## Introduction to Random Processes

ELEC 533, Fall 2003

Rice University

This course covers the basic concepts of probability theory and random processes.
Targeted at first year graduate students it introduces concepts at an appropriately rigorous level and discusses applications through examples and homework, such as to Digital Communication Systems. The syllabus covers elementary probability theory, random variables, limiting theorems such as the Law of Large Numbers, the Central Limit Theorem, and Martingales, as well as Gaussian, Markovian and Renewal Processes.

[Outline] [Textbooks] [Grading] [Reading assignment] [Homework problems and solutions] [Tests]

Instructor

Dr. Rudolf Riedi
Duncan Hall 2082, 713 / 348 3020,
Office Hours: M 3-4, Tu 4-5pm or by appointment
Assistants
Rahul Chawathe
Time and Place
Monday 11:00-12:00, Wednesday 8:45 - 10:00 am, when Monday class cancelled : Friday 11:00-12:00
AL (Abercrombie Lab) 126

Outline

Review of Basic Probability Theory (incl. conditional probability)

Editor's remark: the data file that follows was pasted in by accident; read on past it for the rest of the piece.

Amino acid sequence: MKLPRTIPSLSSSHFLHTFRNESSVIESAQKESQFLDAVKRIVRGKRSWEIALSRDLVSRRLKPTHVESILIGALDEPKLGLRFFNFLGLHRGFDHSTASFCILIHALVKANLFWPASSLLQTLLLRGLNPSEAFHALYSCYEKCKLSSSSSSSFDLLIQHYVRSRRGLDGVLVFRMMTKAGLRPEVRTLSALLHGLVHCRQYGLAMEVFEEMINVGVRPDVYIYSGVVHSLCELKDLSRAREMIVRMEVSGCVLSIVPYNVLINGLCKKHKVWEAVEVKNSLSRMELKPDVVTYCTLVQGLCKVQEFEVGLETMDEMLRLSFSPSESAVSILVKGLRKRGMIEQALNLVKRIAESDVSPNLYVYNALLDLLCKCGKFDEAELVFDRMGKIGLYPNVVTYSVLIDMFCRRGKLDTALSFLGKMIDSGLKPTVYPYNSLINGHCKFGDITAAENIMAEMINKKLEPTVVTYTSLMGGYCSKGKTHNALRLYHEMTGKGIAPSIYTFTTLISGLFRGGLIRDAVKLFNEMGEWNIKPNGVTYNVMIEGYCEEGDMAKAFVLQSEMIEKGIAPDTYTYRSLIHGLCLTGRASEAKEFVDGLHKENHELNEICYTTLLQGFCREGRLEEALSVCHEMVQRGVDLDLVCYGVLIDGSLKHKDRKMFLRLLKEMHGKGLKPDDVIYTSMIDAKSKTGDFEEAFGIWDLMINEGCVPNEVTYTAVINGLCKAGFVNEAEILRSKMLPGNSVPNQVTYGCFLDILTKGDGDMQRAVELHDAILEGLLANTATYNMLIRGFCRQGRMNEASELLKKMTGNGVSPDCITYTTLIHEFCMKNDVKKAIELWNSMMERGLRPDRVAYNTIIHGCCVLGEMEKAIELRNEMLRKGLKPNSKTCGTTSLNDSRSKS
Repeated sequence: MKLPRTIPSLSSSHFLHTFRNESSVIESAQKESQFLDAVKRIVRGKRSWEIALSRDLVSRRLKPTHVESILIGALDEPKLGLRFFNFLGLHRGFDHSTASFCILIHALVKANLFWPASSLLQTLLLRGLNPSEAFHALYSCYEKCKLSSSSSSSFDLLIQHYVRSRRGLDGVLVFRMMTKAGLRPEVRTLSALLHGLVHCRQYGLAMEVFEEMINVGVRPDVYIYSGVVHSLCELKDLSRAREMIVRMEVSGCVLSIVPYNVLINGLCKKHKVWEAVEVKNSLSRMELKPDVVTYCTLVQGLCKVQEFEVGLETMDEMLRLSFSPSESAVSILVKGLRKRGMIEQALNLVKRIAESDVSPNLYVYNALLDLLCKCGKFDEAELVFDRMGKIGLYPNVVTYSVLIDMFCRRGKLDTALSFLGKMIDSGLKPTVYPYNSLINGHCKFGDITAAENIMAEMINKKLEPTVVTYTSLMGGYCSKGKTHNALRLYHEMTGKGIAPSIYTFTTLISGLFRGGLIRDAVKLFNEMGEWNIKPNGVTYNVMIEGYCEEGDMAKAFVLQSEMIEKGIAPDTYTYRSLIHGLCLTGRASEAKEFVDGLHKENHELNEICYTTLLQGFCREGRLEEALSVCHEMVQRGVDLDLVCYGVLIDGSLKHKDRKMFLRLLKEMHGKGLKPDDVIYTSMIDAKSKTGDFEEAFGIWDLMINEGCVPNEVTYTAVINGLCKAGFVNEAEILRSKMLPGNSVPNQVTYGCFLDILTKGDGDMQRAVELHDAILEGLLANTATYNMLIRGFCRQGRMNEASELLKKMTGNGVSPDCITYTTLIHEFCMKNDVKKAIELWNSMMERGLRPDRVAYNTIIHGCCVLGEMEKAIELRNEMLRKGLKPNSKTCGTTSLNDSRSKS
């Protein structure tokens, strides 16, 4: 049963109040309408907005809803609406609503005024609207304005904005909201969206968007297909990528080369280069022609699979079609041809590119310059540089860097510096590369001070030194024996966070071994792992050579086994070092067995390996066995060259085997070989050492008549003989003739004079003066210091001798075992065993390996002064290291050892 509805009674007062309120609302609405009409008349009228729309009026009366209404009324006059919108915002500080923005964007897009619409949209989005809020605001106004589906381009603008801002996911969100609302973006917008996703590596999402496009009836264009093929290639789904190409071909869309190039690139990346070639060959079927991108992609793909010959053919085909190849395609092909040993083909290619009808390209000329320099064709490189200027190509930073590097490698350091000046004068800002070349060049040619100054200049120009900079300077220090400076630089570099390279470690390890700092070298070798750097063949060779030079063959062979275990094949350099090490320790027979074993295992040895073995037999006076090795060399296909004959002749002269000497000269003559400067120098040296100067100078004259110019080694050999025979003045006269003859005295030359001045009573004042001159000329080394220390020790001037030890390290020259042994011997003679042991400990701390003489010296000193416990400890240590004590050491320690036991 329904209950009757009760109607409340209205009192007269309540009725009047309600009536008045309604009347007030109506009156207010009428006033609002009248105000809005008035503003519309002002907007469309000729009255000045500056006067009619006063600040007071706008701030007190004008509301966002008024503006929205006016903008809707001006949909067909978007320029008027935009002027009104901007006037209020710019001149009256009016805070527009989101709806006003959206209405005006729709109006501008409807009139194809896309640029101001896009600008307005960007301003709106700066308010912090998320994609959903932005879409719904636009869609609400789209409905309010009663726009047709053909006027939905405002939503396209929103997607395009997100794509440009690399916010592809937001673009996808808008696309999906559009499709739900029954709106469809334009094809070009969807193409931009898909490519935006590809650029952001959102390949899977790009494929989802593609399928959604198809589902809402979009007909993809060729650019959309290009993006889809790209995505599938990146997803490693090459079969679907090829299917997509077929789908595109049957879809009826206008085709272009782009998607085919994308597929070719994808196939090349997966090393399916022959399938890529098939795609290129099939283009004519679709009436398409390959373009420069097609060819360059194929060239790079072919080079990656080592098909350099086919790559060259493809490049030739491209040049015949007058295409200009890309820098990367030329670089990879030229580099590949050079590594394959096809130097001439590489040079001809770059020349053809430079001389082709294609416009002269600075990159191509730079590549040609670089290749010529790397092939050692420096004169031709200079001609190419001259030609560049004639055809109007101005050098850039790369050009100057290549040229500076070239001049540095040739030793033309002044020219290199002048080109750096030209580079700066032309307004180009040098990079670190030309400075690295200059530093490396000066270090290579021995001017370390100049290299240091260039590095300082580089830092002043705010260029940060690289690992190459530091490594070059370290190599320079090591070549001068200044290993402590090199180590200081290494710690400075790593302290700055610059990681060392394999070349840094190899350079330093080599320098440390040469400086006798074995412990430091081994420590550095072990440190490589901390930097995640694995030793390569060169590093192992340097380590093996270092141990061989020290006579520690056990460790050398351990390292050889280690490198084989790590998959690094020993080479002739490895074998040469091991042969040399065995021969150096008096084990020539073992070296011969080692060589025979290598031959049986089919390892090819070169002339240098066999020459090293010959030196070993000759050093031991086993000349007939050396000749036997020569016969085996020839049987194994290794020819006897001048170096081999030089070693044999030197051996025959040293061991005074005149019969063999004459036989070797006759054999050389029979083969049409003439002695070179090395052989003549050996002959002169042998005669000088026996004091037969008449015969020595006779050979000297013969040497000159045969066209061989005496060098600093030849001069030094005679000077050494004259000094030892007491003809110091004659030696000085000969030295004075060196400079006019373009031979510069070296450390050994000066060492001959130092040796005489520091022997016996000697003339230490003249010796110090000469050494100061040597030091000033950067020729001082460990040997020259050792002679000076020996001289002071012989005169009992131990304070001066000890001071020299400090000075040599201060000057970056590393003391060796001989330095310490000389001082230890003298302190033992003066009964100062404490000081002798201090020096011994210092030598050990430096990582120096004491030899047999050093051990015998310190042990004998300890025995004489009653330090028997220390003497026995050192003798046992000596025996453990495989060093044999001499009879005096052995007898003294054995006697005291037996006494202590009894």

QUIZ (one sheet or two pages of personal notes)
Random Vectors and Sequences (joint distributions, limiting laws)
Midterm EXAM (open-notes, closed-books)
Random Processes (wide sense stationarity, Poisson, Markov, Wiener processes)
Mean Square Estimation and Calculus (spectral properties, KLT)
Second EXAM (open-notes)

Textbook

• H. Stark and J. Woods, `Probability, Random Processes, and Estimation Theory for Engineers'.

• The course will closely follow this book; it is available at the campus bookstore.
• E. Wong and B. Hajek, `Stochastic Processes in Engineering Systems'
Standard references on Probability Theory
• A. Papoulis, `Probability, Random Variables, and Stochastic Processes'
• W. Davenport, `Probability and Random Processes'
• W. Feller, `An Introduction to Probability Theory and Its Applications'
• P. Billingsley, `Probability and Measure'

Stark & Woods, Wond & Hayek, and Papoulis are on reserve at Fondren Library

15%  QUIZ
30%  Midterm EXAM
30%  Last EXAM
15%  Homework
10%  Notes and participation in class

Classes

This doubles as a calendar for the course. Note that a * indicates a Monday lecture.
To get an idea what will be discussed during the whole course and what is likely to be covered in the quiz and tests please have a look at last years course schedule